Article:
I mentioned in the last blog post that we had started a new tradition in our family of buying rocks as presents for my young nephew, Jack. This idea worked brilliantly; he is now super enthusiastic about rocks and it makes present-buying at Christmas pretty easy really (and fun).
His first rock was paired with a big book all about geology so we're sharing that today and we have the junior geologist himself in the studio telling us about his favourite rocks from his growing collection.
I spent a while researching for the right book that would have enough information to be interesting and educational but also easy enough to digest with loads of good pictures.
I finally settled on ROCKS & MINERALS: THE DEFINITIVE VISUAL GUIDE
It seems to be a good mix of scientific geological information, along with curious facts that keep kids interested, like the historical uses of certain rocks and ancient beliefs about the powers of minerals.
Everyone in our family now shops around on ebay trying to find the most interesting rock and Jack sometimes bookmarks pages in his book for the rocks he really wants. We hope this newfound rock love continues so he can keep up the collection and hopefully still appreciate it when he's all grown up.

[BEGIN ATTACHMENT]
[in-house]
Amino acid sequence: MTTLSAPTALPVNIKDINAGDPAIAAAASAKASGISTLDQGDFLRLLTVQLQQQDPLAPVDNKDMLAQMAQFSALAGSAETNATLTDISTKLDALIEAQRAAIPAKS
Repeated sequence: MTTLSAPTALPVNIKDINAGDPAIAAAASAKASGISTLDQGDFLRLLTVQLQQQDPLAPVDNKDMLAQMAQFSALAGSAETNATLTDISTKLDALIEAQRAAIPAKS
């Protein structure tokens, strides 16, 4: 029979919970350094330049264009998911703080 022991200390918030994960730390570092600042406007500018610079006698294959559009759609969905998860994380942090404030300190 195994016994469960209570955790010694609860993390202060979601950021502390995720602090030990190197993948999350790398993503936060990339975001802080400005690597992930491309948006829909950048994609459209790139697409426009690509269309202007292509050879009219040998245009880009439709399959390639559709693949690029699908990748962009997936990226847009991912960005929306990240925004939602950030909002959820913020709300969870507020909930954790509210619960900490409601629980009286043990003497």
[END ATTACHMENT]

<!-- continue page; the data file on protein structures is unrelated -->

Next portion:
JACK'S FAVOURITE ROCKS
I asked Jack to pick some of his favourite rocks. Here are his top four and his favourite fact about each. He got all of this information from his 'Rocks & Minerals' book.
A: Amethyst: Jack likes that this rock is a birthstone for February (which happens to be his Mum's birth month). He also really found it interesting that Leonardo Da Vinci said "Amethyst dissipates evil thoughts and quickens the intelligence" so he wants to take this rock to school from now on.
B: Aragonite: Jack's favourite thing about Aragonite is that it comes in different varieties (like long pristmatic, flos-ferri, radiating and cyclic twin) and they each look very different despite being the same mineral.
C: Labradorite: Jack likes the 'Schiller" effect which gives it the bright colours and details when you move it into the light.
D: Petrified wood: Jack loves this one because when it turns from wood to rock it keeps the exact same structure so that you can still see the detail and shape of the original piece of wood. He would love to visit the Petrified Wood Forest in Arizona.